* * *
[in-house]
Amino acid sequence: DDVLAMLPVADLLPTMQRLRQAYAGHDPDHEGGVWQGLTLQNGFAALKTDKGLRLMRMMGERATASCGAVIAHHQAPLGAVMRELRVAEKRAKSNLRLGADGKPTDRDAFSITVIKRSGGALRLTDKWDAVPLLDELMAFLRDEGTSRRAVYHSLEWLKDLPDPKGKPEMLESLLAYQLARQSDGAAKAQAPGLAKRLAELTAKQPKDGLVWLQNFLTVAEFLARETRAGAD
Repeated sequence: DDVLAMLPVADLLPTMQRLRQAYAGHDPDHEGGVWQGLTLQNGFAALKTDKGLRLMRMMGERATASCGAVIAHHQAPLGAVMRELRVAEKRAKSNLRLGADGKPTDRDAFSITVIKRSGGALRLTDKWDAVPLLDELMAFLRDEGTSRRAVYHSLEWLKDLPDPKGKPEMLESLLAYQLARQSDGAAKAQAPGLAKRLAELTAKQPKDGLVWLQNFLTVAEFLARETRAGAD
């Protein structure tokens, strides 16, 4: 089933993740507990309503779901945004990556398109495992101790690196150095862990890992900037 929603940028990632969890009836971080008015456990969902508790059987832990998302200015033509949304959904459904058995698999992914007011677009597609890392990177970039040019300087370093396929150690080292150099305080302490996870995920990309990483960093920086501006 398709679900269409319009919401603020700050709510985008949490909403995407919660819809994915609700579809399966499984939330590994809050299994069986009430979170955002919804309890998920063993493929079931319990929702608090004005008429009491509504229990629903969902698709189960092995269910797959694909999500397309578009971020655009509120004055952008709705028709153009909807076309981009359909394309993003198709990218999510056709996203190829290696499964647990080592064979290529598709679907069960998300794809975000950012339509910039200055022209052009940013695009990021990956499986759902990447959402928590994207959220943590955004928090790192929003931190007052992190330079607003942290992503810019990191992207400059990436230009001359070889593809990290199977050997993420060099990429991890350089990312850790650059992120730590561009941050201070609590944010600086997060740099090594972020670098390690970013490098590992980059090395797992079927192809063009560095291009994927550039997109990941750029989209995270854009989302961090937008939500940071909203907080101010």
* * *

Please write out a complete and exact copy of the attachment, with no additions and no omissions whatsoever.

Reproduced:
[in-house]
Amino acid sequence: DDVLAMLPVADLLPTMQRLRQAYAGHDPDHEGGVWQGLTLQNGFAALKTDKGLRLMRMMGERATASCGAVIAHHQAPLGAVMRELRVAEKRAKSNLRLGADGKPTDRDAFSITVIKRSGGALRLTDKWDAVPLLDELMAFLRDEGTSRRAVYHSLEWLKDLPDPKGKPEMLESLLAYQLARQSDGAAKAQAPGLAKRLAELTAKQPKDGLVWLQNFLTVAEFLARETRAGAD
Repeated sequence: DDVLAMLPVADLLPTMQRLRQAYAGHDPDHEGGVWQGLTLQNGFAALKTDKGLRLMRMMGERATASCGAVIAHHQAPLGAVMRELRVAEKRAKSNLRLGADGKPTDRDAFSITVIKRSGGALRLTDKWDAVPLLDELMAFLRDEGTSRRAVYHSLEWLKDLPDPKGKPEMLESLLAYQLARQSDGAAKAQAPGLAKRLAELTAKQPKDGLVWLQNFLTVAEFLARETRAGAD
């Protein structure tokens, strides 16, 4: 089933993740507990309503779901945004990556398109495992101790690196150095862990890992900037 929603940028990632969890009836971080008015456990969902508790059987832990998302200015033509949304959904459904058995698999992914007011677009597609890392990177970039040019300087370093396929150690080292150099305080302490996870995920990309990483960093920086501006 398709679900269409319009919401603020700050709510985008949490909403995407919660819809994915609700579809399966499984939330590994809050299994069986009430979170955002919804309890998920063993493929079931319990929702608090004005008429009491509504229990629903969902698709189960092995269910797959694909999500397309578009971020655009509120004055952008709705028709153009909807076309981009359909394309993003198709990218999510056709996203190829290696499964647990080592064979290529598709679907069960998300794809975000950012339509910039200055022209052009940013695009990021990956499986759902990447959402928590994207959220943590955004928090790192929003931190007052992190330079607003942290992503810019990191992207400059990436230009001359070889593809990290199977050997993420060099990429991890350089990312850790650059992120730590561009941050201070609590944010600086997060740099090594972020670098390690970013490098590992980059090395797992079927192809063009560095291009994927550039997109990941750029989209995270854009989302961090937008939500940071909203907080101010």